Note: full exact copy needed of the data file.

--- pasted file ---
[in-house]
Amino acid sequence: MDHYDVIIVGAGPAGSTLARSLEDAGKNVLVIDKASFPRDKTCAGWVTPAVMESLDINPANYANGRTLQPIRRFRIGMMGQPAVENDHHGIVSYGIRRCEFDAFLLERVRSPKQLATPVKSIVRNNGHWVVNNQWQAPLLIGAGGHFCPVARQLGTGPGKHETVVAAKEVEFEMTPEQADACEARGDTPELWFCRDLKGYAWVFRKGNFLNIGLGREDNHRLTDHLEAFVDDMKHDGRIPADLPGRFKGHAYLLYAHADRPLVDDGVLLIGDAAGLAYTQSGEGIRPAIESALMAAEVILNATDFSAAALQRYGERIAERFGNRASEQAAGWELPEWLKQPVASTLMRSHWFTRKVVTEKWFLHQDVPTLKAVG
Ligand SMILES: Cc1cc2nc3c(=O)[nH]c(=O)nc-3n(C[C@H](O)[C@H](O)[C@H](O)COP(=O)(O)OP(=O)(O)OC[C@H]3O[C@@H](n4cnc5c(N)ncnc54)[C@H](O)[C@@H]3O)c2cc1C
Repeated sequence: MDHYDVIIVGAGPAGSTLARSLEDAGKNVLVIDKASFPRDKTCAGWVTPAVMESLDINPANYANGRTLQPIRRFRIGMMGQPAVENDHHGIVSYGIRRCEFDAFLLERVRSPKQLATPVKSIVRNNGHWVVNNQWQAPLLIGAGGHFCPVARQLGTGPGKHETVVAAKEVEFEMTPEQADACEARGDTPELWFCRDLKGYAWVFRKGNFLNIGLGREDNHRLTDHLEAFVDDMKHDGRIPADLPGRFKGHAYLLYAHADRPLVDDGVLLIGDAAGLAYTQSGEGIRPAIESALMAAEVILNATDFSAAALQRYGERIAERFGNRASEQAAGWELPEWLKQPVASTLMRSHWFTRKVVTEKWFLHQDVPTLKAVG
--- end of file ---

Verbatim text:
[in-house]
Amino acid sequence: MDHYDVIIVGAGPAGSTLARSLEDAGKNVLVIDKASFPRDKTCAGWVTPAVMESLDINPANYANGRTLQPIRRFRIGMMGQPAVENDHHGIVSYGIRRCEFDAFLLERVRSPKQLATPVKSIVRNNGHWVVNNQWQAPLLIGAGGHFCPVARQLGTGPGKHETVVAAKEVEFEMTPEQADACEARGDTPELWFCRDLKGYAWVFRKGNFLNIGLGREDNHRLTDHLEAFVDDMKHDGRIPADLPGRFKGHAYLLYAHADRPLVDDGVLLIGDAAGLAYTQSGEGIRPAIESALMAAEVILNATDFSAAALQRYGERIAERFGNRASEQAAGWELPEWLKQPVASTLMRSHWFTRKVVTEKWFLHQDVPTLKAVG
Ligand SMILES: Cc1cc2nc3c(=O)[nH]c(=O)nc-3n(C[C@H](O)[C@H](O)[C@H](O)COP(=O)(O)OP(=O)(O)OC[C@H]3O[C@@H](n4cnc5c(N)ncnc54)[C@H](O)[C@@H]3O)c2cc1C
Repeated sequence: MDHYDVIIVGAGPAGSTLARSLEDAGKNVLVIDKASFPRDKTCAGWVTPAVMESLDINPANYANGRTLQPIRRFRIGMMGQPAVENDHHGIVSYGIRRCEFDAFLLERVRSPKQLATPVKSIVRNNGHWVVNNQWQAPLLIGAGGHFCPVARQLGTGPGKHETVVAAKEVEFEMTPEQADACEARGDTPELWFCRDLKGYAWVFRKGNFLNIGLGREDNHRLTDHLEAFVDDMKHDGRIPADLPGRFKGHAYLLYAHADRPLVDDGVLLIGDAAGLAYTQSGEGIRPAIESALMAAEVILNATDFSAAALQRYGERIAERFGNRASEQAAGWELPEWLKQPVASTLMRSHWFTRKVVTEKWFLHQDVPTLKAVG